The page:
You should come for a tour.

I want to! I think it will be fun.

What drew you into acting?

Acting is my first love; I just started stand-up a couple of years ago. I’ve loved stories my whole life; it’s something that I have a passion for. I love great stories and I think that it is a really important indicator of who we are as people and our culture.

How did you become part of the 2 Broke Girls story?

The part of Oleg was written for somebody who was 20 years older than me. Everybody else who auditioned was in their late 40s and early 50s. And, I was a young man, and I went in there just to meet people. You know how Oleg dresses on the show, with the hair net and the shirts and the pants? I wore that to the audition! So, it was really funny, because I don’t think they were expecting a young person. I grew my hair out and grew a beard, and I was just trying to have fun with it and that’s how I got in.

How do you approach Oleg’s character, knowing that it was written for someone older?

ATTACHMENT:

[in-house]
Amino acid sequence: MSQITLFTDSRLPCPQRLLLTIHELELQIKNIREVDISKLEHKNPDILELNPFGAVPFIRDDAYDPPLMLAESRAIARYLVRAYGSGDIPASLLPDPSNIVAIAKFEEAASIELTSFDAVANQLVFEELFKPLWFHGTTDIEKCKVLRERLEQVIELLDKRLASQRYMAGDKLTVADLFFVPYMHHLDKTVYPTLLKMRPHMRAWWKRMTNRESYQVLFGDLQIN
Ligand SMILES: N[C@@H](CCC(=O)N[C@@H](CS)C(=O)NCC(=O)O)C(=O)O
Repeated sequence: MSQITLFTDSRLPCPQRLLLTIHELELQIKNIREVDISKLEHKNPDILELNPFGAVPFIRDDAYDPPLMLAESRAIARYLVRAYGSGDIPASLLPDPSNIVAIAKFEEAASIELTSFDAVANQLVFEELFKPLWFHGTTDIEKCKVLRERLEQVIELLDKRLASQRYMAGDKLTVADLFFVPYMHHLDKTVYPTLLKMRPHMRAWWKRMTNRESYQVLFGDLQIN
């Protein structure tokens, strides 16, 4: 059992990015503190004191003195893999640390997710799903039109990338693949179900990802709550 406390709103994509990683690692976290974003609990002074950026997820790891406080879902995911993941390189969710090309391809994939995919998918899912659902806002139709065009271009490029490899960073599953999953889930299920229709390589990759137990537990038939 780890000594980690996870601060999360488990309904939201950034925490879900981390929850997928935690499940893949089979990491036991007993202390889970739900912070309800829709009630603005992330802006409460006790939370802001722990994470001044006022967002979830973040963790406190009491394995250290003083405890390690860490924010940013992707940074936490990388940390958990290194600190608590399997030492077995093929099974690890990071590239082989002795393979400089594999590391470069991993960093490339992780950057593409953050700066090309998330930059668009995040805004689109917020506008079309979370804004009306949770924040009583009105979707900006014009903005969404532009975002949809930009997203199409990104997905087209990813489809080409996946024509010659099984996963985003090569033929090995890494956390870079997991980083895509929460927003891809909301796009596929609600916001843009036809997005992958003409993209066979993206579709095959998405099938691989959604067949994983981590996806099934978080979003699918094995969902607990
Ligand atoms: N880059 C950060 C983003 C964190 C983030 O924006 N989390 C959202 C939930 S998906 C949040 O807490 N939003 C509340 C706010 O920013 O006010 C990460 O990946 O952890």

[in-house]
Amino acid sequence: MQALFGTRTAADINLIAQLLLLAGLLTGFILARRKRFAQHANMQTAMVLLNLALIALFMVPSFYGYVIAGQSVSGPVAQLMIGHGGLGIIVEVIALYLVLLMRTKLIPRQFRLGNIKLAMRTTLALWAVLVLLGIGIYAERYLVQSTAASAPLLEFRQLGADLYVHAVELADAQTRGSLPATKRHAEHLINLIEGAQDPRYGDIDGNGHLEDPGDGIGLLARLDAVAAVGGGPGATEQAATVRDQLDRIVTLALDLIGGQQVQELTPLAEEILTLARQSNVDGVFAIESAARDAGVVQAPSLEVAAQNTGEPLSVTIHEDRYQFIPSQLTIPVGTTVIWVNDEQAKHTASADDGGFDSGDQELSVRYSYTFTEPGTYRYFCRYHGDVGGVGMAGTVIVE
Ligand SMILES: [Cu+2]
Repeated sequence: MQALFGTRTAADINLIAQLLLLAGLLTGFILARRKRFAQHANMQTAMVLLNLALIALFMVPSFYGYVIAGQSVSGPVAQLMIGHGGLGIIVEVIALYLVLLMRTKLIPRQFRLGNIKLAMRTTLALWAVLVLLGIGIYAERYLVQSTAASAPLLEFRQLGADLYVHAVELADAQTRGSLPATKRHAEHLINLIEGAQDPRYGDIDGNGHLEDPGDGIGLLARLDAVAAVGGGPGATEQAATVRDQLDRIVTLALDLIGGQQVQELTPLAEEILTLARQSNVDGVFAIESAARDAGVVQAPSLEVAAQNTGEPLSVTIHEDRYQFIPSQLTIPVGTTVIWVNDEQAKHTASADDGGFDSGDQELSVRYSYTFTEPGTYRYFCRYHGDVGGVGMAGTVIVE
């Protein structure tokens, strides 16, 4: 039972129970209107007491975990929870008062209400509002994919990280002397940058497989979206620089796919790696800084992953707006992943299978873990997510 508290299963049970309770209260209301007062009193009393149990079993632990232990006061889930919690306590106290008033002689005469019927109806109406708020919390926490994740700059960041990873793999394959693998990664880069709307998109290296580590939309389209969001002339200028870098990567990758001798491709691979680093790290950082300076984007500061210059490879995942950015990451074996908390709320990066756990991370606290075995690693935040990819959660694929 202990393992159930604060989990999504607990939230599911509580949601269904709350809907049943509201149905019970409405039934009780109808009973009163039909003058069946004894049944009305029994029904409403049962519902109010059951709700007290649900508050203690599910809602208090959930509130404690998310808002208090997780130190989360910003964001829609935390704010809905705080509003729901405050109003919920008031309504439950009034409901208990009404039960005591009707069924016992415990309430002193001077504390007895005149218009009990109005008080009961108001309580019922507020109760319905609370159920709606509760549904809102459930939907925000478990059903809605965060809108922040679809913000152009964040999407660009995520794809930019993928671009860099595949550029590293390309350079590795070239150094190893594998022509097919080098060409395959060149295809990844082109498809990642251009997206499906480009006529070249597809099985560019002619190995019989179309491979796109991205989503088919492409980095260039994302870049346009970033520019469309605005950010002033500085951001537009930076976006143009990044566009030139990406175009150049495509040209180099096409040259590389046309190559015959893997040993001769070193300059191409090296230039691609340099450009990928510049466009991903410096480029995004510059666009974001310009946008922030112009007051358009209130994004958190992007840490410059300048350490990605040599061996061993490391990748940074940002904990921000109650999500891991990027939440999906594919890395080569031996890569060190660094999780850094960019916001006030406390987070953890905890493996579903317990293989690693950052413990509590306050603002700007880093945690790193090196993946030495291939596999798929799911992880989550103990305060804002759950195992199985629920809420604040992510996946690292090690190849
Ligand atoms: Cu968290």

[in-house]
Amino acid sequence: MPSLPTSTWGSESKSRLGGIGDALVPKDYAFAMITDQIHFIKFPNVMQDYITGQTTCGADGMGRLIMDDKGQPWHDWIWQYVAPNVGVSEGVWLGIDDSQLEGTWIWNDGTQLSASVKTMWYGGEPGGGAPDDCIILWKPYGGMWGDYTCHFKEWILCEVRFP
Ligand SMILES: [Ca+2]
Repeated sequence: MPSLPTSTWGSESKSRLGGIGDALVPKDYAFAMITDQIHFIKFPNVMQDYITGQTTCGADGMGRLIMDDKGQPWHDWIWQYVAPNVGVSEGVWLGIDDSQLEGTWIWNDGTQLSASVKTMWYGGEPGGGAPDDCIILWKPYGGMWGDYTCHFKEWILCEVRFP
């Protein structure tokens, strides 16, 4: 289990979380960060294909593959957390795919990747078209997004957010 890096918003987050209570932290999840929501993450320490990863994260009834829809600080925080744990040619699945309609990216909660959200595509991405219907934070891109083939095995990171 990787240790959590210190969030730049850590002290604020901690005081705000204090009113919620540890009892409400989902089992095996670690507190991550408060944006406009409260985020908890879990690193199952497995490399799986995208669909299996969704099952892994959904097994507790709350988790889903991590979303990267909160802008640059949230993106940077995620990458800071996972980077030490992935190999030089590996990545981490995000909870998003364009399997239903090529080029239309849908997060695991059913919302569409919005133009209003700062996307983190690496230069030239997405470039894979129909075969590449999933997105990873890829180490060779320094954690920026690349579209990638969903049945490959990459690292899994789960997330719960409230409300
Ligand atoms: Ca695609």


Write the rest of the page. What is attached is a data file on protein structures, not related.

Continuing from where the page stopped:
I play him older, because it’s what they intended. I try to make it work. I think that in the story, he works better if he is older.

What did you base him on, and how did you prepare to play a Ukrainian character?

I’ve worked in restaurants my whole life; I was the cook, I had that job when I was in university.

I’ve also been to Europe many times, and noticed that there was a lot of sexuality in European men. And so, I met some people and tried to put that into it, to try and see if it worked, and I think it came out okay.

How is it to work on set with Kat Dennings, Beth Behrs and Jennifer Coolidge? Do you have a lot of fun?

Honestly, it’s the best job I’ve ever had, because we all get along so well. We are friends in real life as well.

And we didn’t know each other before the show; that’s what is so unbelievable. I love working with them because I respect them and we believe in each other.